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M57 Imaging Strategies?

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#1 ESzczesniak

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Posted 26 May 2023 - 05:29 PM

I'm looking to try M57 for the first time.  My scope will be a EdgeHD 8, probably with the reducer since it's setup that way for the rest of galaxy season.  And my camera will be either a 2600MM or MC (both available).

 

First, this should really be a RGB target, correct?  The coloring makes me think Hubble palette, and I see a few images stated to be acquired this way.  However, as a planetary nebula, there not really strong SII, Ha, or OIII emission, correct?  I have seen some comments to augment with some H-alpha for the exterior gas clouds. 

 

Second, what about capture strategy?  I've seen a few images that look really good capture with "lucky imaging".  They were using roughly 5 second exposures and thousands of them.  They also were imaging at almost 3000 mm FL. 

 

Then traditional with similar broadband exposures (3ish minutes).  These seem to lack detail, which makes sense with such a small target and long exposures affected by seeing. 

 

While relatively "bright", it's still a magnitude 8.8ish.  So my gut reaction to lucky imaging is that it wouldn't work well.  But again, thee results did look good.

 

Any insight or advice for capturing M57? Thank you for any thoughts?



#2 revans

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Posted 26 May 2023 - 06:13 PM

I'm looking to try M57 for the first time.  My scope will be a EdgeHD 8, probably with the reducer since it's setup that way for the rest of galaxy season.  And my camera will be either a 2600MM or MC (both available).

 

First, this should really be a RGB target, correct?  The coloring makes me think Hubble palette, and I see a few images stated to be acquired this way.  However, as a planetary nebula, there not really strong SII, Ha, or OIII emission, correct?  I have seen some comments to augment with some H-alpha for the exterior gas clouds.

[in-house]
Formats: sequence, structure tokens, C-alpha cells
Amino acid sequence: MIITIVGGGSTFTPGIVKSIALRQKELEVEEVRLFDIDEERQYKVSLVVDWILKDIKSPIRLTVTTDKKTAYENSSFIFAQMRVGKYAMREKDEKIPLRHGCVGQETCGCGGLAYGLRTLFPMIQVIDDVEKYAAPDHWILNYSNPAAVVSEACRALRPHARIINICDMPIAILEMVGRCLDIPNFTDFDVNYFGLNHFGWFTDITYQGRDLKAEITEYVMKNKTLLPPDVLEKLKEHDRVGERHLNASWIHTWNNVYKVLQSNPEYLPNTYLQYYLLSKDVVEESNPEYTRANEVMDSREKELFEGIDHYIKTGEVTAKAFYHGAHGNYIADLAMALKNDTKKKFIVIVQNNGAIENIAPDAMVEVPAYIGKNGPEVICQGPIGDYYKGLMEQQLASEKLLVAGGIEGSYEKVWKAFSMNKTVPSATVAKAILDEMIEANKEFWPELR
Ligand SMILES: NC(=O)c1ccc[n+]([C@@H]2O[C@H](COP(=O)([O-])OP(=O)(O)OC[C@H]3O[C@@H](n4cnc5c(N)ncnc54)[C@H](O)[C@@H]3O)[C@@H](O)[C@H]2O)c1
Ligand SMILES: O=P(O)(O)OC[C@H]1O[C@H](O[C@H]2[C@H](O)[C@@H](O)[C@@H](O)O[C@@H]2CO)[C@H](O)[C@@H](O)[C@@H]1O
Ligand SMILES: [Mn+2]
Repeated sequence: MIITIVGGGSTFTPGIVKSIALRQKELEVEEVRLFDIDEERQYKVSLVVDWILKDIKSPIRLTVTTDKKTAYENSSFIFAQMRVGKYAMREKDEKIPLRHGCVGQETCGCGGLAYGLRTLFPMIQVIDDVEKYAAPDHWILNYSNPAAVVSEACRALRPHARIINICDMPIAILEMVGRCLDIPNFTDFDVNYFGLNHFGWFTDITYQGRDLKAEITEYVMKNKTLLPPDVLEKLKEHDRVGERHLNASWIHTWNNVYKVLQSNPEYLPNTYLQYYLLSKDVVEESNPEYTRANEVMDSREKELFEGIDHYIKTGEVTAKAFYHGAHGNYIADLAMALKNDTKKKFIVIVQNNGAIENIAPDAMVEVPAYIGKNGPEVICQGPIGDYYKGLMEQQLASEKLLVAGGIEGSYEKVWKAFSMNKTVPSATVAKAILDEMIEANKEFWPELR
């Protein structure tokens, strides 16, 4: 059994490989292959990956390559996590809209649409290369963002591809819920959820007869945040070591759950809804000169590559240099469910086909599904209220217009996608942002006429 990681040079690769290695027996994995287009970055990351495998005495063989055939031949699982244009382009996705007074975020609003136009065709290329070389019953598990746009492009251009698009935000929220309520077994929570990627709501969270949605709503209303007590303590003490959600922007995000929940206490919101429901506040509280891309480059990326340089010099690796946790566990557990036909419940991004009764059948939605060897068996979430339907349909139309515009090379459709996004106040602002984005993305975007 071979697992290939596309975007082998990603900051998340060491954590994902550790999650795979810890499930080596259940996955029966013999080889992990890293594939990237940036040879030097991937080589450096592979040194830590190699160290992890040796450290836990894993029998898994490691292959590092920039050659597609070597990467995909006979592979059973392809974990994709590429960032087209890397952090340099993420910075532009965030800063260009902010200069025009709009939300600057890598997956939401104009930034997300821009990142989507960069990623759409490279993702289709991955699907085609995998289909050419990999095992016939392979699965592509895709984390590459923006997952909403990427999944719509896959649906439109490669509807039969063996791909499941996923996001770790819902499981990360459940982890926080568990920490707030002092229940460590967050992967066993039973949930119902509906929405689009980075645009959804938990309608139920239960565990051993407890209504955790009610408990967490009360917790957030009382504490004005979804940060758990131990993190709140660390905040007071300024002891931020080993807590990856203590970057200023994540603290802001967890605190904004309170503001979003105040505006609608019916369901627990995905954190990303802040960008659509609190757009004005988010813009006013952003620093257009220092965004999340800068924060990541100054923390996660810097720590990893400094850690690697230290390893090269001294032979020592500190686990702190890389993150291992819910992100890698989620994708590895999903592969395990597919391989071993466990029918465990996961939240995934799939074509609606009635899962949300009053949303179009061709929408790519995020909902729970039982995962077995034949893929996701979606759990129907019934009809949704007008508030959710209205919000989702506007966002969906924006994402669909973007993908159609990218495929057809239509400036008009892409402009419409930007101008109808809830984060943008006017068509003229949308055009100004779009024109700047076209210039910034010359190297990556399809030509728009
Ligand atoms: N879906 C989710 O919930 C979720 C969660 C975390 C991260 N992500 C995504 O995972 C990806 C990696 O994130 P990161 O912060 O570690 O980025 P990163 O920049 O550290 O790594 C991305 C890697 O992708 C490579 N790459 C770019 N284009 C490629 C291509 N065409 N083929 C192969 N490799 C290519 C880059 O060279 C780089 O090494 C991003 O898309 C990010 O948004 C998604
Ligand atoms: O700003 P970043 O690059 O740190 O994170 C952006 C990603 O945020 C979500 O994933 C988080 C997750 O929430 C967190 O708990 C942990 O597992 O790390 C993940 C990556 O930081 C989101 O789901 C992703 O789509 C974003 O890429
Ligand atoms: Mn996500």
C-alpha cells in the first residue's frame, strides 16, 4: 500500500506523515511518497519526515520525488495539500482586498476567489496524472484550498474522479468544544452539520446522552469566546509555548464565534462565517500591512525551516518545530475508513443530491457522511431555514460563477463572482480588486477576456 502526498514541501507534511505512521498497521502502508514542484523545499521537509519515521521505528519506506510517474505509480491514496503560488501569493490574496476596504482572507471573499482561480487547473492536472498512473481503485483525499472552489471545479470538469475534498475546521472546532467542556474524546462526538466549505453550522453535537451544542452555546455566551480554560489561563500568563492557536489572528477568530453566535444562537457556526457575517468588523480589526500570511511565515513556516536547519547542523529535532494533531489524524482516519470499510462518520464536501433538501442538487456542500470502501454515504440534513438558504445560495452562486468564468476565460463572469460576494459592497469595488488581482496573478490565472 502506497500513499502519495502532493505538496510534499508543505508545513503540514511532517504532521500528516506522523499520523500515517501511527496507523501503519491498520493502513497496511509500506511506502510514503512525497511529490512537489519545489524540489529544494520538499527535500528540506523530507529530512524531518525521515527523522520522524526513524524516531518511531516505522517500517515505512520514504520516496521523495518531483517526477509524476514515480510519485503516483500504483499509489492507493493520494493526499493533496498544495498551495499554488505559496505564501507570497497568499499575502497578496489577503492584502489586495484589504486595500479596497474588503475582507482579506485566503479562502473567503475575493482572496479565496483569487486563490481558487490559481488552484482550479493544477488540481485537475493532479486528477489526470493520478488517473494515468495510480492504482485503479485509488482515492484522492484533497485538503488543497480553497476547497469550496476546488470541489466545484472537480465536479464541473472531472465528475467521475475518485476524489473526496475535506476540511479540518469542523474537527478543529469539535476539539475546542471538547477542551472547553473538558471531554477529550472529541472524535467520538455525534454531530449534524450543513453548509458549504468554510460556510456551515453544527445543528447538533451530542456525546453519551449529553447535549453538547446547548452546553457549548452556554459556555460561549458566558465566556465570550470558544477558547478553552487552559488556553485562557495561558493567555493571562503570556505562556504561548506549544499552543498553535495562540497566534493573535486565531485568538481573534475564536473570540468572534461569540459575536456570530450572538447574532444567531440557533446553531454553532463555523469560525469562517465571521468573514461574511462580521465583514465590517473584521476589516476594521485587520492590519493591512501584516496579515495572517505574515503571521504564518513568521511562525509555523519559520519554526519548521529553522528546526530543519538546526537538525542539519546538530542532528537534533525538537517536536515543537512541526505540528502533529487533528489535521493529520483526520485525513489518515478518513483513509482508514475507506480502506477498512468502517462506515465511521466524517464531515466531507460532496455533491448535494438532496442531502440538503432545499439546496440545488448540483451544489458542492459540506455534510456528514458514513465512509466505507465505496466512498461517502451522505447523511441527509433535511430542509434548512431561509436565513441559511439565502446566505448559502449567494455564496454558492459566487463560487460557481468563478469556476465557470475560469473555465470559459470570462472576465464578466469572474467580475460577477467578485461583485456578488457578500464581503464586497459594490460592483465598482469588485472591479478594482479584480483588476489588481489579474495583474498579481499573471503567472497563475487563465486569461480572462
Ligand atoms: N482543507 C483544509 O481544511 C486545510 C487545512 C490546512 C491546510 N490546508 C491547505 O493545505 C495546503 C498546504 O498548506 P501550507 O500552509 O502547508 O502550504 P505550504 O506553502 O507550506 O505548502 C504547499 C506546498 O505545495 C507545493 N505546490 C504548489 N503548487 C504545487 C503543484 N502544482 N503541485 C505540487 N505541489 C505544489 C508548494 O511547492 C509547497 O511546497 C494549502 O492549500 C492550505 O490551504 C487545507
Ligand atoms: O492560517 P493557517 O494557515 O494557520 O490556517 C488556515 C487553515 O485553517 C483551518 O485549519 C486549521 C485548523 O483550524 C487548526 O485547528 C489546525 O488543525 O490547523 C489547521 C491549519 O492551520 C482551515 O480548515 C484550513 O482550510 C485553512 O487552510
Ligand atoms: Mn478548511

Second, what about capture strategy?  I've seen a few images that look really good capture with "lucky imaging".  They were using roughly 5 second exposures and thousands of them.  They also were imaging at almost 3000 mm FL. 

 

Then traditional with similar broadband exposures (3ish minutes).  These seem to lack detail, which makes sense with such a small target and long exposures affected by seeing. 

 

While relatively "bright", it's still a magnitude 8.8ish.  So my gut reaction to lucky imaging is that it wouldn't work well.  But again, thee results did look good.

 

Any insight or advice for capturing M57? Thank you for any thoughts?

I've only imaged it with a OSC camera.  The main thing is focal length.  I got my best image of it using a 12 inch scope at a focal length of 2700mm.  Ultimately you want to capture stars in the center of the donut.... I thought I got several of them at 2700mm.  Precise focus is very important.  It gives off plenty of light.  I would use your scope with just a UV/IR cut filter unless your sensor already has a UV/IR block protective window.  I wouldn't use a focal reducer.  I think your Edge 8 would be a little over 2000mm which should be nice.  

 

Rick



#3 ESzczesniak

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Posted 26 May 2023 - 06:24 PM

I’m assuming it’d be crazy to use a Barlow to get more FL like planetary imaging? If it’s plenty bright, it seems appealing. But getting guiding through an OAG in a 1.25” eyepiece tube seems rough. 



#4 dswtan

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Posted 26 May 2023 - 06:52 PM

It's really small -- try one of the previewers to see how small (Telescopius, etc.).

 

The 0.7x Celestron HD reducer isn't great (chromatic aberration on mine), and it's not doing you any favors with an APS-C chip for small targets. M57 is a great excuse to wean yourself off f/7 and get back to f/10 like nature intended; M57 is relatively bright compared to galaxies (though there is a dim "halo" -- and yes, maybe worth trying some Ha there, I personally haven't). Many of the planetaries are small, so you can keep at f/10. 

 

Definitely a fun experiment to try lucky imaging on DSO on this one, but I personally haven't.


Edited by dswtan, 26 May 2023 - 06:59 PM.


#5 dswtan

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Posted 26 May 2023 - 06:57 PM

I’m assuming it’d be crazy to use a Barlow to get more FL like planetary imaging? If it’s plenty bright, it seems appealing. But getting guiding through an OAG in a 1.25” eyepiece tube seems rough. 

Yes, crazy. slaphappy.gif  

 

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#6 TXLS99

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Posted 26 May 2023 - 07:55 PM

 

Definitely a fun experiment to try lucky imaging on DSO on this one, but I personally haven't.

Another member has done that experiment for us lol.gif

 

500ms x 50,000

 

https://www.cloudyni...ging-technique/

 

 

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